Last Thursday’s paper is the latest in a series of documents set out by the UK’s Government outlining its aims in Brexit negotiations, and it came right before UK negotiators headed to Brussels for the next round of exit talks that is taking place this week.

the sting Milestones

Featured Stings

Can we feed everyone without unleashing disaster? Read on

These campaigners want to give a quarter of the UK back to nature

How to build a more resilient and inclusive global system

Stopping antimicrobial resistance would cost just USD 2 per person a year

An astronaut’s eye view: Life inside the International Space Station

If you want to make progress on all the major global challenges, start with water

“Health and environment first of all”, EU says with forced optimism after 7th round of TTIP talks

Syrians ‘exposed to brutality every day’ as thousands continue fleeing ISIL’s last stand

UN human rights chief denounces grave ‘assaults’ on fundamental rights of Palestinian people

More than 1 in 6 young adults in the EU were not in education or work in 2020

GSMA Reveals Shortlist For 2019 Asia Mobile Awards

Data governance: new rules to boost data sharing across the EU

Climate change is threatening Switzerland’s stunning scenery

Financing the 2030 Agenda: What is it and why is it important?

Simpler EU energy labels for lighting products applicable from 1 September

MEPs agree on future regional and cohesion funding

What happens when you toss your water bottle in the trash?

EU foreign investment screening mechanism becomes fully operational

We can end TB right now. Here’s how

Let the Italians have it their way, it may be good for all Eurozone

Mobile 360 Africa 11-13 July 2017

UN chief calls for ‘far greater support’ for Cyclone Idai response

Balancing The Broken See-Saw of Gender Power Dynamics as a Medical Student

Using the quarantine to your advantage

How bad could British healthcare get for its citizens abroad post-Brexit?

Deutsche Bank: the next financial crisis is here and the lenders need €150 billion from taxpayers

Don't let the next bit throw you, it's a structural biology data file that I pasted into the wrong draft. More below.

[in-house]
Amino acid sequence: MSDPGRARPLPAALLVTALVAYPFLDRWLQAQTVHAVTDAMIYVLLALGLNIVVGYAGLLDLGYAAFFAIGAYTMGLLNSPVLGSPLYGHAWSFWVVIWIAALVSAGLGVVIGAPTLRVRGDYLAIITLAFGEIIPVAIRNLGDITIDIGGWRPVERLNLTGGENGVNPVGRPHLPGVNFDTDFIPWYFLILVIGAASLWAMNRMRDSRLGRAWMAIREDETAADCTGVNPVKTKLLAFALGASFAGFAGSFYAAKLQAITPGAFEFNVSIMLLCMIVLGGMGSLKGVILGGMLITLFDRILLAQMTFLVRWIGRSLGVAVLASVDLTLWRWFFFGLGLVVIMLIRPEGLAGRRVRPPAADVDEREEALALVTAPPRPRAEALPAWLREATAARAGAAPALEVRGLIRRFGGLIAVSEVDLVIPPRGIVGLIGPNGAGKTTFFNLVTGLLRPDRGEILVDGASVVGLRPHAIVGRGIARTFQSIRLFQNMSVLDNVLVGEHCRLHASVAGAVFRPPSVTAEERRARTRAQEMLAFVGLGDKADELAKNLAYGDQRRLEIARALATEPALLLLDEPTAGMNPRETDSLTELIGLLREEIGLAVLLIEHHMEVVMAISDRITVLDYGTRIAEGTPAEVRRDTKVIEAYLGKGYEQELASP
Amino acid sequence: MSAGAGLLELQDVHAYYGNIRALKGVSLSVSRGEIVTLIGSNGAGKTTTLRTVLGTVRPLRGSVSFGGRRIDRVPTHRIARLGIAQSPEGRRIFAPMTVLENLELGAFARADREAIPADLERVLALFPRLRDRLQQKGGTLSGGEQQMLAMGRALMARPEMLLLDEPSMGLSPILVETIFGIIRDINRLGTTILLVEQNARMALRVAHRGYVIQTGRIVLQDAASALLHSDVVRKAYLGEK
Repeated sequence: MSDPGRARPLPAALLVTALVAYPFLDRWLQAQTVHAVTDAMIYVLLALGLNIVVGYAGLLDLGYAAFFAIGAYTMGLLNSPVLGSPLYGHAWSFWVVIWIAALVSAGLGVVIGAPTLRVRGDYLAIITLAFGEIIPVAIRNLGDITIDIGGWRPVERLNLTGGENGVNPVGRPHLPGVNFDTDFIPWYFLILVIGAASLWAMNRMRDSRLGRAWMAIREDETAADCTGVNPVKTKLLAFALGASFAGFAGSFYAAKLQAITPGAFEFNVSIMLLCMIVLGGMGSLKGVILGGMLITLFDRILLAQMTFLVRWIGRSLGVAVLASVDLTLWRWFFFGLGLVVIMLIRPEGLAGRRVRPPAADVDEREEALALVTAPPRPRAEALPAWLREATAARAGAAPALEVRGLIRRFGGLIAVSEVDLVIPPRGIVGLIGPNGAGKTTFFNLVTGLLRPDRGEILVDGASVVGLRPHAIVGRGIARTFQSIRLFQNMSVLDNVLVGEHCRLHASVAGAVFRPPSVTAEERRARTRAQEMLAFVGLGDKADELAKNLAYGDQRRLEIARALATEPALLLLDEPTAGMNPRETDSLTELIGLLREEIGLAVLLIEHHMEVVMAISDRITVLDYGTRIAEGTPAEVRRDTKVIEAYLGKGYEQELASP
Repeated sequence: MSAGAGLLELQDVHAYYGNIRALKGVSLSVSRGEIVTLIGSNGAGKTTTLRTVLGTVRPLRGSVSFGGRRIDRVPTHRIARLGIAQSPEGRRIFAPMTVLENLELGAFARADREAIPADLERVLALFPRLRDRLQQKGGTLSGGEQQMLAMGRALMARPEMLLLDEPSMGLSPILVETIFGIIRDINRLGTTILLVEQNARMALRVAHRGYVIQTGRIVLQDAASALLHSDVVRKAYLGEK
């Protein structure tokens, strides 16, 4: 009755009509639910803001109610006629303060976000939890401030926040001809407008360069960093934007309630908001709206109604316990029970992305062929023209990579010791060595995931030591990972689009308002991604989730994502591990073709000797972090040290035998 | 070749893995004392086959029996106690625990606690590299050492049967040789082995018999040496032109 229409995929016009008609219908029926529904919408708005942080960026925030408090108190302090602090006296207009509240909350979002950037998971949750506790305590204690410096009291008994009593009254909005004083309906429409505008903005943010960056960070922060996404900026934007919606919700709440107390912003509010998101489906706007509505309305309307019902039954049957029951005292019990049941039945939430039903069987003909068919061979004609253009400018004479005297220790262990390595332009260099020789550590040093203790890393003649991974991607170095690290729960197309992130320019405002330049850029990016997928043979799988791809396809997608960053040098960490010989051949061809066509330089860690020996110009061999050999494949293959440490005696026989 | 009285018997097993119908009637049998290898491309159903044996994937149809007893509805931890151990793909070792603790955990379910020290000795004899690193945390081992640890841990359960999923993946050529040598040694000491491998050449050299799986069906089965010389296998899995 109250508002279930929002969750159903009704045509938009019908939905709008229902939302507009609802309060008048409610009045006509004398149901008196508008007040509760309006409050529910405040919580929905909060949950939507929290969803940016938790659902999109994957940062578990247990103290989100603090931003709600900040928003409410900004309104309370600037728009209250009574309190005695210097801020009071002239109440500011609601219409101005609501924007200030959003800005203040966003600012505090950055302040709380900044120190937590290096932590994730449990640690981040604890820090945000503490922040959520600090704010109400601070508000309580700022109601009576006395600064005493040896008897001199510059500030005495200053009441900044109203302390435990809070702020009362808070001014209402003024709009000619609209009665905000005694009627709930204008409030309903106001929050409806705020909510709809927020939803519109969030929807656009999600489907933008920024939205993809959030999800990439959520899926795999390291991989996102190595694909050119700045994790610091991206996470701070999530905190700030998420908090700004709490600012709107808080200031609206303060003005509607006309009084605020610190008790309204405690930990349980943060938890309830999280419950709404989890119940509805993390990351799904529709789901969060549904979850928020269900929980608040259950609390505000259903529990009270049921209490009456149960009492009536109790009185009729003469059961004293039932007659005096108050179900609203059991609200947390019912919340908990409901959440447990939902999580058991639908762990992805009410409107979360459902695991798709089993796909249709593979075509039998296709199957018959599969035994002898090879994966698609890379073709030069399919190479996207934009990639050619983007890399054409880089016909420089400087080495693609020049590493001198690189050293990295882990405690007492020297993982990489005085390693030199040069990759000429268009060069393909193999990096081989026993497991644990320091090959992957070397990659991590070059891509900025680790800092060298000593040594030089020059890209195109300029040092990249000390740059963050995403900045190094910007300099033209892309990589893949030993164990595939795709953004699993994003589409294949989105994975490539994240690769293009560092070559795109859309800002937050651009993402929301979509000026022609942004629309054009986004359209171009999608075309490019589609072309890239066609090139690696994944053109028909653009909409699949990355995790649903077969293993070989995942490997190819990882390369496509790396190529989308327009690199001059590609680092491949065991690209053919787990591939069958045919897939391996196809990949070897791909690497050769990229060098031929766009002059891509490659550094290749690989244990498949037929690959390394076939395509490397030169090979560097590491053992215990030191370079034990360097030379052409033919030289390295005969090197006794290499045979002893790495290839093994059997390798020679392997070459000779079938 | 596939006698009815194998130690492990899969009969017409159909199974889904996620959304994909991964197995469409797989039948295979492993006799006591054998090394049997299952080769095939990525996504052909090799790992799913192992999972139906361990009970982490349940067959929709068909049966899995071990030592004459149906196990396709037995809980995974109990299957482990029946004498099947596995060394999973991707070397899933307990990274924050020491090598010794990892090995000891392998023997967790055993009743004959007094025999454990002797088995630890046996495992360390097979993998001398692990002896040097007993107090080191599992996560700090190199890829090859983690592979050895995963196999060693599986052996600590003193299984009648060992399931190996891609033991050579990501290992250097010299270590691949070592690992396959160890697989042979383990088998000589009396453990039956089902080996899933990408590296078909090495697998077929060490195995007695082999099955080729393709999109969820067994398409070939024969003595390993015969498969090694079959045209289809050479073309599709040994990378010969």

The banks first to benefit from the new euro trillion ECB plans to print

17 innovations accelerating the transition to a circular economy

The International Federation of Medical Students’ Associations (IFMSA) on the arrest of Turkish Medical Association leaders

The European Union provides additional €17.2 million to support health systems in Somalia, Sudan and South Sudan

Bangladesh: Head of UN refugee agency calls on Asia-Pacific leaders to show ‘solidarity’ with Rohingya refugees

Can we crack the hydrogen puzzle this time around?

BRICS’ New Development Bank turns four: what has it achieved?

UN says ‘many humanitarian achievements’, one year after ouster of ISIL from Mosul

Finnish Prime Minister calls for a more united EU of concrete actions

Russia: EU Presidents condemn Russian sanctions against EU nationals

Eurozone cannot endure any longer youth marginalisation

Europe faces economic turmoil as Italy gets closer to the Excessive Debt Procedure

Mental Health in times of a pandemic: what can each individual do to lessen the burden?

Monday’s Daily Brief: #ClimateAction for the Pacific, Gaza blockade, attack in Burkina Faso

Beyond representation: appreciation and recognition of women in medicine

COVID-19: Why we must take the widescreen view of workforce uncertainty

“Only through energy policy we can trigger competitiveness”. The Sting live from #EBS2015: Energy Union – When will it happen?

Why women have an essential role in biodiversity conservation

FROM THE FIELD: Hardy seeds bear fruit to protect Colombia’s environment

Here’s how governments can mobilize technology for the SDGs

EU-US relations on the dawn of the Trump era

Afghanistan: lead MEPs demand safe departure of EU nationals and Afghan partners and urgent tackling of humanitarian crisis

Antitrust: Commission accepts commitments by Transgaz to facilitate natural gas exports from Romania

The financial crisis always prefers the south of Eurozone

Top UN court orders Myanmar to protect Rohingya from genocide

Despite funding crisis, Palestine refugee classrooms set to stay open, says UNRWA

Writing a greener story in Asia and the Pacific amidst COVID-19 outbreak

Palliative Care: the guarantee of a Human Right

Respond to ‘legitimate grievances’ of Sudanese people, UN human rights experts urge, following protests

Recovery and Resilience Facility: Romania submits official recovery and resilience plan

Baking The Galette-des-rois Of Egalitarianism

Cutting CO2 emissions from trucks: MEPs reach deal with Council

EU will not deliver on promises without democratic accountability

ESCALAR: up to €1.2 billion to help high potential companies grow and expand in Europe

1st Exclusive High Level Dialogue: China-EU Cybersecurity and 5G Cooperation

What the next 20 years will mean for jobs – and how to prepare

More Stings?

Speak your Mind Here

Fill in your details below or click an icon to log in:

WordPress.com Logo

You are commenting using your WordPress.com account. Log Out /  Change )

Google photo

You are commenting using your Google account. Log Out /  Change )

Twitter picture

You are commenting using your Twitter account. Log Out /  Change )

Facebook photo

You are commenting using your Facebook account. Log Out /  Change )

Connecting to %s

%d bloggers like this: